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Many Dermatologists To Continue Telehealth Visits After Pandemic

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  1. The Good Doctor

    The Good Doctor Golden Member

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    While most U.S. dermatologists did not use telemedicine before the COVID-19 pandemic, a new study suggests many who did deploy virtual visits over the past year will continue the practice going forward.

    Researchers examined data from surveys completed by 591 dermatologists (13.6% response rate) to assess utilization of telemedicine before and during the pandemic, intentions about deploying virtual visits after the pandemic, and attitudes about using this technology.

    Overall, the proportion of dermatologists using telemedicine surged from 14.1% before the pandemic to 96.9% during the pandemic. Among those who did use the technology, 58.0% said they expected to continue doing so once the pandemic ended.

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    "Dermatologists, like most physicians, had little personal experience using telemedicine prior to the pandemic," said senior study author Dr. Jules Lipoff, an assistant professor in dermatology at the Perelman School of Medicine at the University of Pennsylvania in Philadelphia.

    The pandemic essentially cleared several barriers to adopting telemedicine, Dr. Lipoff said by email. Not only did the pandemic give dermatologists a nudge to try a new way of doing things, but it also hastened policy changes that removed concerns about reimbursement, malpractice, and licensing restrictions that were barriers to telemedicine, Dr. Lipoff said.

    "Nothing takes the places of personal experience and familiarity in encouraging adoption of a new technology or paradigm of care," Dr. Lipoff added. "I think most dermatologists plan to keep using telemedicine after the pandemic because telemedicine is an amazing tool and method of care that expands access to our patients."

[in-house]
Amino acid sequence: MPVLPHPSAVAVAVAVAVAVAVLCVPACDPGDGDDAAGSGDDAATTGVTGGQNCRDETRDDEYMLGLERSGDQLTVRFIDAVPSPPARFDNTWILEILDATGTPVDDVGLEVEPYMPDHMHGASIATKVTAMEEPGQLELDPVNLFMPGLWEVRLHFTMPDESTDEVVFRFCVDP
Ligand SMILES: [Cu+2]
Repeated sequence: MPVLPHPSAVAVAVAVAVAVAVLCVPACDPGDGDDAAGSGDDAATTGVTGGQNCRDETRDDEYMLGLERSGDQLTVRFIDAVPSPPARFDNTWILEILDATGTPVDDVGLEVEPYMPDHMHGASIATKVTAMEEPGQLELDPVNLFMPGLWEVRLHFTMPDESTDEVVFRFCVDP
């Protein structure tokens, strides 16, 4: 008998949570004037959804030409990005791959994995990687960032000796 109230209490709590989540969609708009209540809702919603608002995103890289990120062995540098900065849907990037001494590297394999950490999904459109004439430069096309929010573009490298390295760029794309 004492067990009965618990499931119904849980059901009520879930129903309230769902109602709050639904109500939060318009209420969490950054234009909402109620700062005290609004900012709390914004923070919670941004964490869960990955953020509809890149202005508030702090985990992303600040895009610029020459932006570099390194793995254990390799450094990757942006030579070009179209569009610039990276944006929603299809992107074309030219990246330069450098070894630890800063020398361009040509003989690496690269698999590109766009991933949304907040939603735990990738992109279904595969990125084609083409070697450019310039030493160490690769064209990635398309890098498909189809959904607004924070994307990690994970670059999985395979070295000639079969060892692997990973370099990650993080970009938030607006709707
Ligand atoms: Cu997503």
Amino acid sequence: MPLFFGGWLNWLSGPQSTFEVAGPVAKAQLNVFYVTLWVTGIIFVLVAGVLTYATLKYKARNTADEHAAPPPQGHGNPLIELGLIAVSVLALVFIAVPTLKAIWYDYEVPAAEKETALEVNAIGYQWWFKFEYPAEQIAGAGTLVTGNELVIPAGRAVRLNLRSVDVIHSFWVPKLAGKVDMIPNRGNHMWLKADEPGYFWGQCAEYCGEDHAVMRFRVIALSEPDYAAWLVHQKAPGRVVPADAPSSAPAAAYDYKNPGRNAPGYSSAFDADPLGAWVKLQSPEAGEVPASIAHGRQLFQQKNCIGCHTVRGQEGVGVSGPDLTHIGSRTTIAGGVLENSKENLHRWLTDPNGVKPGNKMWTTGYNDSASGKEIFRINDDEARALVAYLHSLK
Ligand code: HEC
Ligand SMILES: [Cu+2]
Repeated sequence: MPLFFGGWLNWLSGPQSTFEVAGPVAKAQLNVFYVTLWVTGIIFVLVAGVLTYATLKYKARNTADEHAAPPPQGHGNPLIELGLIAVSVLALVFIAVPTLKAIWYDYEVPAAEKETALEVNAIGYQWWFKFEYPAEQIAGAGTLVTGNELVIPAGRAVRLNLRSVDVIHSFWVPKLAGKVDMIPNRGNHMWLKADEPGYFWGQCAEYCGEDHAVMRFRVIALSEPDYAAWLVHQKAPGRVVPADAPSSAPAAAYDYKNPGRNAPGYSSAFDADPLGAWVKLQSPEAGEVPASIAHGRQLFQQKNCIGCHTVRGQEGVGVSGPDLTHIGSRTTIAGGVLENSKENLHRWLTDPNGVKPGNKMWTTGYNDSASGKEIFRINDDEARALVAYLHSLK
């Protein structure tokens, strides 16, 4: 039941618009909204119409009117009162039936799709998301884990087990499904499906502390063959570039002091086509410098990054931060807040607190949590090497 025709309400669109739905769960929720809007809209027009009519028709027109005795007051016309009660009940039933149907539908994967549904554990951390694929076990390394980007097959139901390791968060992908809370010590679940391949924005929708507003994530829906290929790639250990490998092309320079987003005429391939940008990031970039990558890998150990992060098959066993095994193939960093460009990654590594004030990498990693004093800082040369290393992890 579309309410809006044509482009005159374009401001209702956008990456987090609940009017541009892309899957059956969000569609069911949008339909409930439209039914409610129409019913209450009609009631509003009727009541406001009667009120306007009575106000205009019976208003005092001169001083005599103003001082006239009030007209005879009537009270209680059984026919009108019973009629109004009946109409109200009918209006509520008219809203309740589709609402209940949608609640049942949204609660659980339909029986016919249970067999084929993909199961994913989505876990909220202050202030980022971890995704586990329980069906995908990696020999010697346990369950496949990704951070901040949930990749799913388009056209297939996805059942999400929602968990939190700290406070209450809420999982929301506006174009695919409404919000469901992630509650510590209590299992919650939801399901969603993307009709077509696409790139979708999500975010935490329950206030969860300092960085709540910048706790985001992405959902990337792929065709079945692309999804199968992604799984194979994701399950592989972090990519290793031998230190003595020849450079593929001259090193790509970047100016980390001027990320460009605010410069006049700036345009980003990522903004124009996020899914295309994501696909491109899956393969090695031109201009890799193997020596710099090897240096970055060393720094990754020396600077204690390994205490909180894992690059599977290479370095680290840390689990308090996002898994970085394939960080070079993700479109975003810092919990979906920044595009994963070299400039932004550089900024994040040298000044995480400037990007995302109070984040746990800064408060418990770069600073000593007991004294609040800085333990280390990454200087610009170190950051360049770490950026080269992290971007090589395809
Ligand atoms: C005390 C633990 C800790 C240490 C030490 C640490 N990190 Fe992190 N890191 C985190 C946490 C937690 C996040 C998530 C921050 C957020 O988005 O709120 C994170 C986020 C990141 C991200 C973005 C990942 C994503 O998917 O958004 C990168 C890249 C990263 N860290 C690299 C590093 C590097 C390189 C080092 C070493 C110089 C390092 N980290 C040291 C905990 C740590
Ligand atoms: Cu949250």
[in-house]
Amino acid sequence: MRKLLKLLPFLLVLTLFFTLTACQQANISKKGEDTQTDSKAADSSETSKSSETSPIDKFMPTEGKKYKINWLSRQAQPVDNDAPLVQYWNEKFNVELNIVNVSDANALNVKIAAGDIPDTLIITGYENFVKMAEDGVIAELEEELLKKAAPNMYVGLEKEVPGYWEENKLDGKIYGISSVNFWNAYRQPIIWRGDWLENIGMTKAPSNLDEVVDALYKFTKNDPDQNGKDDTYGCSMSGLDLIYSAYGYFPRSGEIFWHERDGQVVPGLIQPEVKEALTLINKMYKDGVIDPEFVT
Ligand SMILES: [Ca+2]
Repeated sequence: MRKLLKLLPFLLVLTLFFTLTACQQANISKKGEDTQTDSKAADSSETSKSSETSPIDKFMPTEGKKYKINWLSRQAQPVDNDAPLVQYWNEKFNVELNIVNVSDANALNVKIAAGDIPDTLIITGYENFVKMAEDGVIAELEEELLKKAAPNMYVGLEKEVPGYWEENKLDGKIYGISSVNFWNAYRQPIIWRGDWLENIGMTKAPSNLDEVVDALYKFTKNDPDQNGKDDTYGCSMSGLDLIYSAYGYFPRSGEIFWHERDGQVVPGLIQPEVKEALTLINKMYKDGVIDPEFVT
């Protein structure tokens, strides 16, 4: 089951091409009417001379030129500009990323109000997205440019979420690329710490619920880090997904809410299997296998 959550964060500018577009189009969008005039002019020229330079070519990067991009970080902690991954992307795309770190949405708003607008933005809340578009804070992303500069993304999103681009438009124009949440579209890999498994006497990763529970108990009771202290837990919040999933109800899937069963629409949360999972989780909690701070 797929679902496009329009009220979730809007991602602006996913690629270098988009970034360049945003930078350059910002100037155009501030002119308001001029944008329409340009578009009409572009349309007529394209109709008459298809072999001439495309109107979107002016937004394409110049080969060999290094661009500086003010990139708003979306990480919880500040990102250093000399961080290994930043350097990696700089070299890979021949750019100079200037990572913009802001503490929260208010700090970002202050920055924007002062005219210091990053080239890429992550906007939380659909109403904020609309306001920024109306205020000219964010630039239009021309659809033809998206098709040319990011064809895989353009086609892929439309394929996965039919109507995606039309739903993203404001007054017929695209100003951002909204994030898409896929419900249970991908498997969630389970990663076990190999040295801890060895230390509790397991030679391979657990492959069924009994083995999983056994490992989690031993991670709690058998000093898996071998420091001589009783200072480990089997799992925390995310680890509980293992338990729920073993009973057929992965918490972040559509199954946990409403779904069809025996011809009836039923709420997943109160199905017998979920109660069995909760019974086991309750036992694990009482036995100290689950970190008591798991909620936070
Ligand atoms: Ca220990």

The most common modality for telehealth visits was live interactive exams (94.1%), and the majority of respondents (72.0%) reported that this modality worked best in a hybrid format that combined live video and examination of stored photos.

    When researchers asked participants about barriers to telehealth, many of them cited challenges with technology and connectivity during these visits (39.1%), as well as low reimbursement (69.8%), and concerns about medical malpractice (27%) or government regulations (23.2%).

    In particular, most dermatologists (85.2%) reported that reimbursement for store-and-forward telemedicine was too low.

    Not all types of common dermatology visits were suited to telemedicine, the survey also found. For example, the vast majority of dermatologist felt an in-person visit was required for a total body skin examination (95.7%) but few felt this was necessary to assess acne (2.6%).

    The low response rate was a limitation of the study, the authors note in JAMA Dermatology.

    Potential benefits of telemedicine in dermatology include expanding access to more patients, particularly when transportation or travel times might be a barrier to care, as well as reducing the infection risk associated with in-person visits, said Dr. Vinayak Nahar, an assistant professor and director of clinical research in the department of dermatology at the University of Mississippi Medical Center in Jackson.

    The potential harms include misdiagnosis, or privacy issues with technology, Dr. Nahar, who wasn't involved in the study, said by email. However, telemedicine will likely remain a part of dermatology going forward, Dr. Nahar said.

    "Teledermatology offers a number of distinct advantages for timely evaluation of particular dermatologic conditions, helping to provide more efficient care and enhance access to greater numbers of individuals," said Dr. Vinod Nambudiri, of the department of dermatology at Brigham and Women's Hospital and Harvard Medical School in Boston.

    "It has become an important mechanism of care delivery and will likely continue to expand its footprint as a key component of digital health," Dr. Nambudiri, who wasn't involved in the study, said by email.

    —Lisa Rapaport

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